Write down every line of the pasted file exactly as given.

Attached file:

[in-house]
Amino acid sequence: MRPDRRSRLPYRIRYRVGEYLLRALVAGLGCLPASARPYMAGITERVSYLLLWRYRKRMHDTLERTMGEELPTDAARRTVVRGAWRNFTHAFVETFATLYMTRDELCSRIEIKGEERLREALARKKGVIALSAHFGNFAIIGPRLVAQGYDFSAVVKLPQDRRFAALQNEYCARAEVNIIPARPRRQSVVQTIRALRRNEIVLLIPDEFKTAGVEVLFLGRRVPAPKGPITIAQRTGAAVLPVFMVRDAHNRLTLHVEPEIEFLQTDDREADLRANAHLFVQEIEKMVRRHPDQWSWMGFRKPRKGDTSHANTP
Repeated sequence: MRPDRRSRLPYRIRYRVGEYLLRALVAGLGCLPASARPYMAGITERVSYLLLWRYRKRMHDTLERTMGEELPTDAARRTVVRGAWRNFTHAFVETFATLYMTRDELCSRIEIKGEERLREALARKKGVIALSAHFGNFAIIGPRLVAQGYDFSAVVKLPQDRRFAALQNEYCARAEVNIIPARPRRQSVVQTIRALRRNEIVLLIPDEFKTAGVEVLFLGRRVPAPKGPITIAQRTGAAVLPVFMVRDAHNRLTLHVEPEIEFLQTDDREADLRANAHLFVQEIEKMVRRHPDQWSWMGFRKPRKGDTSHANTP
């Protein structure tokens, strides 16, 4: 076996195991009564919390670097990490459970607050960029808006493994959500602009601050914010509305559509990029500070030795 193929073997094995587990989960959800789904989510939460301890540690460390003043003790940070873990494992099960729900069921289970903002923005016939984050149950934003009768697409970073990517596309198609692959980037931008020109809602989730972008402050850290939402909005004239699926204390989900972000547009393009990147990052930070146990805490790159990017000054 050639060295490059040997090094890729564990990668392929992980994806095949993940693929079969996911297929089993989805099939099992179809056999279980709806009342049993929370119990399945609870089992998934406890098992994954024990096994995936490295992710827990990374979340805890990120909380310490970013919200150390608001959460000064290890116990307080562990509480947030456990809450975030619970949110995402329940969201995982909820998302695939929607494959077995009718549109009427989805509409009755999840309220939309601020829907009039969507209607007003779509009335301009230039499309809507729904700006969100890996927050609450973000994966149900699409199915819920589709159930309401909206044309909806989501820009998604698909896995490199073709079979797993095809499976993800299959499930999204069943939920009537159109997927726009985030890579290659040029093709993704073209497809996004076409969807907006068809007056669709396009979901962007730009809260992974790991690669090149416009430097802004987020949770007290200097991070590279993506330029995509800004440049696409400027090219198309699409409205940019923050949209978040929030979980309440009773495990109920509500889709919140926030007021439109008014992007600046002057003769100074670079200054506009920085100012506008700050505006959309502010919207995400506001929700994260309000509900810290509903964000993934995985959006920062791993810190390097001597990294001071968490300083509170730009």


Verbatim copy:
[in-house]
Amino acid sequence: MRPDRRSRLPYRIRYRVGEYLLRALVAGLGCLPASARPYMAGITERVSYLLLWRYRKRMHDTLERTMGEELPTDAARRTVVRGAWRNFTHAFVETFATLYMTRDELCSRIEIKGEERLREALARKKGVIALSAHFGNFAIIGPRLVAQGYDFSAVVKLPQDRRFAALQNEYCARAEVNIIPARPRRQSVVQTIRALRRNEIVLLIPDEFKTAGVEVLFLGRRVPAPKGPITIAQRTGAAVLPVFMVRDAHNRLTLHVEPEIEFLQTDDREADLRANAHLFVQEIEKMVRRHPDQWSWMGFRKPRKGDTSHANTP
Repeated sequence: MRPDRRSRLPYRIRYRVGEYLLRALVAGLGCLPASARPYMAGITERVSYLLLWRYRKRMHDTLERTMGEELPTDAARRTVVRGAWRNFTHAFVETFATLYMTRDELCSRIEIKGEERLREALARKKGVIALSAHFGNFAIIGPRLVAQGYDFSAVVKLPQDRRFAALQNEYCARAEVNIIPARPRRQSVVQTIRALRRNEIVLLIPDEFKTAGVEVLFLGRRVPAPKGPITIAQRTGAAVLPVFMVRDAHNRLTLHVEPEIEFLQTDDREADLRANAHLFVQEIEKMVRRHPDQWSWMGFRKPRKGDTSHANTP
């Protein structure tokens, strides 16, 4: 076996195991009564919390670097990490459970607050960029808006493994959500602009601050914010509305559509990029500070030795 193929073997094995587990989960959800789904989510939460301890540690460390003043003790940070873990494992099960729900069921289970903002923005016939984050149950934003009768697409970073990517596309198609692959980037931008020109809602989730972008402050850290939402909005004239699926204390989900972000547009393009990147990052930070146990805490790159990017000054 050639060295490059040997090094890729564990990668392929992980994806095949993940693929079969996911297929089993989805099939099992179809056999279980709806009342049993929370119990399945609870089992998934406890098992994954024990096994995936490295992710827990990374979340805890990120909380310490970013919200150390608001959460000064290890116990307080562990509480947030456990809450975030619970949110995402329940969201995982909820998302695939929607494959077995009718549109009427989805509409009755999840309220939309601020829907009039969507209607007003779509009335301009230039499309809507729904700006969100890996927050609450973000994966149900699409199915819920589709159930309401909206044309909806989501820009998604698909896995490199073709079979797993095809499976993800299959499930999204069943939920009537159109997927726009985030890579290659040029093709993704073209497809996004076409969807907006068809007056669709396009979901962007730009809260992974790991690669090149416009430097802004987020949770007290200097991070590279993506330029995509800004440049696409400027090219198309699409409205940019923050949209978040929030979980309440009773495990109920509500889709919140926030007021439109008014992007600046002057003769100074670079200054506009920085100012506008700050505006959309502010919207995400506001929700994260309000509900810290509903964000993934995985959006920062791993810190390097001597990294001071968490300083509170730009």